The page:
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Court opens session on lawsuit against govts in Guizhou for left-behind children fund disclosure

By Jiang Jie (People's Daily Online)    13:31, June 28, 2016
Court opens session on lawsuit against govts in Guizhou for left-behind children fund disclosure
(Plaintiff Zhou Xiaoyun stands in front of the Guiyang Intermediate People's Court. Photo: Courtesy of Zhou Xiaoyun)

Local governments of southwestern China’s Guizhou province and its Bijie city stood in court on Tuesday to face charges of not publicly disclosing audit information related to their fund for left-behind children, which allegedly is worth up to 177 million yuan.

The provincial and city government were sued by Zhou Xiaoyun, a former investigative reporter, in December 2015, after Bijie city refused to disclose information regarding a fund set up in 2012 to help left-behind children, a phrase referring to those left alone or in the care of elderly relatives in rural areas when their parents went to work in urban areas.

Poverty-stricken Bijie vowed in 2012 to appropriate some 60 million yuan every year for the fund, after five street children died from carbon monoxide poisoning while burning charcoal to keep warm in a roadside dumpster in the city, reported China National Radio.

According to information disclosed on the Bijie financial bureau’s website last July, the fund received more than 177 million yuan between 2013 and 2015. Some 11.6 million yuan was then used for welfare payments or for supplies in 2013 and 2014, while another 47.4 million was appropriated to improve children’s living conditions. The bureau released no further details regarding the fund.

Zhou reportedly applied twice for detailed information disclosure but both of these requests ended with irrelevant responses. He then decided to take it to court.

The lawsuit was heard for the first time by the Intermediate People’s Court of Guiyang on Tuesday.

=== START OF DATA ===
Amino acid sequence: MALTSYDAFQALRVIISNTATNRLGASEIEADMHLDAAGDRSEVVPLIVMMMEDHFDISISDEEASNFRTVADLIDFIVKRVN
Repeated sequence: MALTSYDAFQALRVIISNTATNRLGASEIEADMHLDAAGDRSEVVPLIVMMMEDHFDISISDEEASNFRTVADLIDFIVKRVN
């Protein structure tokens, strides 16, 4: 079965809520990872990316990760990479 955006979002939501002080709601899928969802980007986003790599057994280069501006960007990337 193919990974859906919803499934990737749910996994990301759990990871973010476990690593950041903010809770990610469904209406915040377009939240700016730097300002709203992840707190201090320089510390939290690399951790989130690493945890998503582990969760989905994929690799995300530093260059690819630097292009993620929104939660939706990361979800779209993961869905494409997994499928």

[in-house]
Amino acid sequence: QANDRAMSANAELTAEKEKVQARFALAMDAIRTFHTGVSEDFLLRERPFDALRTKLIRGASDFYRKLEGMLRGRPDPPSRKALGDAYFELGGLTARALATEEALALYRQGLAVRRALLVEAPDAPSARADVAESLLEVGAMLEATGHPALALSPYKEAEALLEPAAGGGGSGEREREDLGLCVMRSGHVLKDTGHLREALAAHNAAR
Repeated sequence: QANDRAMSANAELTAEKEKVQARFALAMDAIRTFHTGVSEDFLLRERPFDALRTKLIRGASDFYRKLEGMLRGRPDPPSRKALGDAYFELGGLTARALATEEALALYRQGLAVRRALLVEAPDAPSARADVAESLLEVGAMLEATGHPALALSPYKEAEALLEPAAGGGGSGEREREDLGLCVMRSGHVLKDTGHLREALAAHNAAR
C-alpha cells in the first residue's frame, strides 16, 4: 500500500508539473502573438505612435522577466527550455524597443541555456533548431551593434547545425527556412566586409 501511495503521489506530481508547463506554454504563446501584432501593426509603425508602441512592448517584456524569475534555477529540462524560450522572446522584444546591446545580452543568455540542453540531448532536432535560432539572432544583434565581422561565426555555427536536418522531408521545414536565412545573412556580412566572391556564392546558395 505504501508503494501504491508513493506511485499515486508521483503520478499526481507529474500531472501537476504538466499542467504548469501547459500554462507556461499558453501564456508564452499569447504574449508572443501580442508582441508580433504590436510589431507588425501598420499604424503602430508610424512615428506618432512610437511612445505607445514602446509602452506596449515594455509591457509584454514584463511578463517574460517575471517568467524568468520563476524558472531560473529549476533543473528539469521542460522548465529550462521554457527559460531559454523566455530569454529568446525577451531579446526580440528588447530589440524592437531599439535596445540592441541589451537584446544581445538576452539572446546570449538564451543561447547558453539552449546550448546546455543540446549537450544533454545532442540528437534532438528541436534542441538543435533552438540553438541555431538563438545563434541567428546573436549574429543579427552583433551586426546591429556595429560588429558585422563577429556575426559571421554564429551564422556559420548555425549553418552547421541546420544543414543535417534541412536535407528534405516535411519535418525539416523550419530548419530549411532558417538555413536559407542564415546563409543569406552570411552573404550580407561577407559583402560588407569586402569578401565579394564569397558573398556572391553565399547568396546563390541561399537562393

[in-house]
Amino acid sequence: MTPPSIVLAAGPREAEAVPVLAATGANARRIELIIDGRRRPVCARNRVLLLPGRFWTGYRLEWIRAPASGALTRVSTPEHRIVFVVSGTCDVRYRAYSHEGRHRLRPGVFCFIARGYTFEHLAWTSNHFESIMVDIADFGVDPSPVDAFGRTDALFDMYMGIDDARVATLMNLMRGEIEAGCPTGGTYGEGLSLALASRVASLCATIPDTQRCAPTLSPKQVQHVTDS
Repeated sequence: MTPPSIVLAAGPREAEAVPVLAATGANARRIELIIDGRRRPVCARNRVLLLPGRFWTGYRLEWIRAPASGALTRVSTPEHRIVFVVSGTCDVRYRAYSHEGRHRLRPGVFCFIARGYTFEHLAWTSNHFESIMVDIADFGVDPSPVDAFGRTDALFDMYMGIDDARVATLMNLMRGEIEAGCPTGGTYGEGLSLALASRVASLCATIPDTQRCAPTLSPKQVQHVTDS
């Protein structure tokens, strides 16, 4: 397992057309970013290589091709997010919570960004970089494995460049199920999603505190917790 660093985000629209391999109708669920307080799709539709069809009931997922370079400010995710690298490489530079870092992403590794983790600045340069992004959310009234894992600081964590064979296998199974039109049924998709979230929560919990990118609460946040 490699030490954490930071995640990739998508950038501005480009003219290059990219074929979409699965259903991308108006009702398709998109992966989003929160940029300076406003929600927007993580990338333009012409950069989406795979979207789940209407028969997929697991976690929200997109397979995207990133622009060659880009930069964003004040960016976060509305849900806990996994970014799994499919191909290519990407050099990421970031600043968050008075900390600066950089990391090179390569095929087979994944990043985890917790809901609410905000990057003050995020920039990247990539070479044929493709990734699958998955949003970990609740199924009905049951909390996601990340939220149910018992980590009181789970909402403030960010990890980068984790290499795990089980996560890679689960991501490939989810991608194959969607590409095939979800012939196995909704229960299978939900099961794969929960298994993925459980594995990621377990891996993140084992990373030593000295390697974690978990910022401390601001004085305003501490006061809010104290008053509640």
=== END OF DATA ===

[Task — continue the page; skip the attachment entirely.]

"It is stipulated by Chinese laws and regulations that governments should voluntarily make public information related to public welfare and government obligations. It is therefore groundless for Bijie government to explain that they failed to disclose such information because I cannot justify my request to demand disclosure," Zhou told People's Daily Online.

Zhou stressed that the governments would have failed to fulfill their duty to supervise the funds if there was no recorded information regarding the fund use.

Citing documents from Bijie government, Zhou added that he doubted the fund did not exist as several district-level governments have failed to appropriate money for the fund. Instead, the fund may have been using the education budget, he noted.

China is home to more than 60 million children left behind in rural areas, often with their grandparents. According to a 2013 report released by the All-China Women's Federation, nearly 3.4 percent of these children live alone. These children easily fall victim to such tragedies as murder, human trafficking and suicide, the Xinhua News Agency reported.

In 2015, China witnessed a number of crimes victimizing this vulnerable group.

In June 2015, four left-behind children in one family - aged 5 to 13 - died after drinking pesticide at their home in a village in Bijie. Two teenage siblings left-behind were murdered in a village in Bijie in August while their father and elder sister were not at home, media reported.

(For the latest China news, Please follow People's Daily on Twitter and Facebook)(Editor:Jiang Jie,Bianji)

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